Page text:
In the end the political crisis was averted, and Seward remained as Secretary of State. By promoting direct, honest dialogue and bringing together different factions, Lincoln was able to move past petty personal squabbles and ego-based maneuvering. Had the President taken a different course such as personally isolating or reprimanding Chase, Lincoln risked alienating members of Congress, especially those who were political allies of Chase. Lincoln also realized that this internal strife was a distraction from the big issue at hand – preserving the Union. In many ways, it was Lincoln’s approach that cemented him as one of the greatest figures in United States history. He was an intent listener to different opinions and was not authoritarian in his style, dictating orders. However, this approach wasn’t always appreciated. One of Lincoln’s other rivals for the 1860 GOP nomination was Edward Bates of Missouri – who served in the cabinet as Attorney General. An entry in Bates’ diary “reveals frustration with Lincoln’s loose management style, which left the administration with ‘no system-no unity-no accountability-no subordination’” [Team of Rivals p. 674]. Even today, Bates’ desire for direction and order from Lincoln is what we sometime expect from a “leader”. However, a top-down approach often does not incorporate the full input and value of the people involved. Goodwin suggests that “Lincoln’s ability to retain his emotional balance in… difficult situations was rooted in acute self-awareness and an enormous capacity to dispel anxiety in constructive ways” [p. 609]. He would deal with stress by engaging  others with his storytelling, and amusing people with his anecdotes. A good reminder that we all need to find an activity or hobby that allows us to release tension and free our minds to think more clearly. Decisions that are made purely on emotion or in-the-moment don’t often let us consider the range of possibilities.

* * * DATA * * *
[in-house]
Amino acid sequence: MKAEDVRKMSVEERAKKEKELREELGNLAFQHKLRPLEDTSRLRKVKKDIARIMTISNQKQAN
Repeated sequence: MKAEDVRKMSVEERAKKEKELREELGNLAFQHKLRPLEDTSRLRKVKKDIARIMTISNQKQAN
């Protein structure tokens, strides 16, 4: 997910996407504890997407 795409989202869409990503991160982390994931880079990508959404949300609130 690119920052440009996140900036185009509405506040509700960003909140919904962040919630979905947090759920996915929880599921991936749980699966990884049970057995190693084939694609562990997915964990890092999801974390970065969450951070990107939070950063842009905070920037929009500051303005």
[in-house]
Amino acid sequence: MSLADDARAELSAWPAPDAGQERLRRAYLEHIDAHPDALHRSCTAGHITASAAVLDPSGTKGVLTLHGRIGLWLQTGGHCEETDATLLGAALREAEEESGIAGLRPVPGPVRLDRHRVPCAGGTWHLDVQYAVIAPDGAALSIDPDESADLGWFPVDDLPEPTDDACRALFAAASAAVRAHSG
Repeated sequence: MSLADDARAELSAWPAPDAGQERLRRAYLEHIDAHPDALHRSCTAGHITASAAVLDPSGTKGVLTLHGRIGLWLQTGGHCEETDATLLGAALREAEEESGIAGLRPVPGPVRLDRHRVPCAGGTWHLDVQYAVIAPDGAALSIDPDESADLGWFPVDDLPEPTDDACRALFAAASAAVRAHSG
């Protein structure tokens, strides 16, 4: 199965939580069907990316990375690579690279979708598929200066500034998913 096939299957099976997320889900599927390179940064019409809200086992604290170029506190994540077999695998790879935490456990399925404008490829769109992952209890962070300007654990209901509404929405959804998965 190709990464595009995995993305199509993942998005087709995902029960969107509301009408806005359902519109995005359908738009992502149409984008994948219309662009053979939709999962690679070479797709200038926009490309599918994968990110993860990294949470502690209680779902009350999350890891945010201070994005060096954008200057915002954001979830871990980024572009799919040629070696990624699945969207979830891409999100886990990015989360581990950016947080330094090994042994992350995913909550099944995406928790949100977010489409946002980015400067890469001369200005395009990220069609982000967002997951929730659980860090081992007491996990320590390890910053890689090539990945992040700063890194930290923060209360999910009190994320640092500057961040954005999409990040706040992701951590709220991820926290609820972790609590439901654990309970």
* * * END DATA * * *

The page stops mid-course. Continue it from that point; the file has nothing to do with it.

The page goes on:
So as you go about your work and tackle the challenges that you face, remember to:

1) Take a-step-back and gain some perspective on the situation. Write down some overarching thoughts on a challenge you are working through. What is the real issue? Who is involved?

2) Listen to the people with whom you are working. What do they want to see happen? Draw a picture of each person (stick figures are acceptable) and write a few phrases about what is motivating them.

3) Think about the range of options to move an issue forward. Combine your thoughts with the variety of insights provided by the people with whom you are working  to map out a few possibilities of how to proceed.

By deliberately carving out the time to map a situation and develop options on moving forward, you can – in your own way – follow the approach of one of the great men of history. Also, remember to create time for yourself to relieve stress. Doing  so will allow for you to make decisions with a clearer mind. And thankfully as you chart a path forward, you do not have the weight of preserving the United States of America resting on your shoulders.

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It’s Not Personal, It’s Just Business — NEWS FLASH — IT IS ALWAYS PERSONAL!